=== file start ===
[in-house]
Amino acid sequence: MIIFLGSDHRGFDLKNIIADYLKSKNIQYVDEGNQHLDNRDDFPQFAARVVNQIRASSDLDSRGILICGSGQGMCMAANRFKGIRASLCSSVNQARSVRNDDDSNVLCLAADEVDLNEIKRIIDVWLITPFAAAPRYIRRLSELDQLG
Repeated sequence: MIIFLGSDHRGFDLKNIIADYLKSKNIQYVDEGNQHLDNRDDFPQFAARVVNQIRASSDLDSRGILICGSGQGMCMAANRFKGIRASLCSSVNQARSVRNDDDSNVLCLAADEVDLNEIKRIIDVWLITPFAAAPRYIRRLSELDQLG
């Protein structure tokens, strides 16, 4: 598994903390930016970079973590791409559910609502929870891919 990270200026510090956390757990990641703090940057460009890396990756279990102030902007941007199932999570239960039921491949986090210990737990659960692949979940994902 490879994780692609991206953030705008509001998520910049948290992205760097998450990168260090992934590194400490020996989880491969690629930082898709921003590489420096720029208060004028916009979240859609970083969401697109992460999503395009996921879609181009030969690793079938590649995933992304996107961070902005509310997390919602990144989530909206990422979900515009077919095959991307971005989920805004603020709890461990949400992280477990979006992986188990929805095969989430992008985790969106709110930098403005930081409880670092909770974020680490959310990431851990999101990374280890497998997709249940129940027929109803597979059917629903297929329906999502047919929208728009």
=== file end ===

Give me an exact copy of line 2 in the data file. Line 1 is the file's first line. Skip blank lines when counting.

Amino acid sequence: MIIFLGSDHRGFDLKNIIADYLKSKNIQYVDEGNQHLDNRDDFPQFAARVVNQIRASSDLDSRGILICGSGQGMCMAANRFKGIRASLCSSVNQARSVRNDDDSNVLCLAADEVDLNEIKRIIDVWLITPFAAAPRYIRRLSELDQLG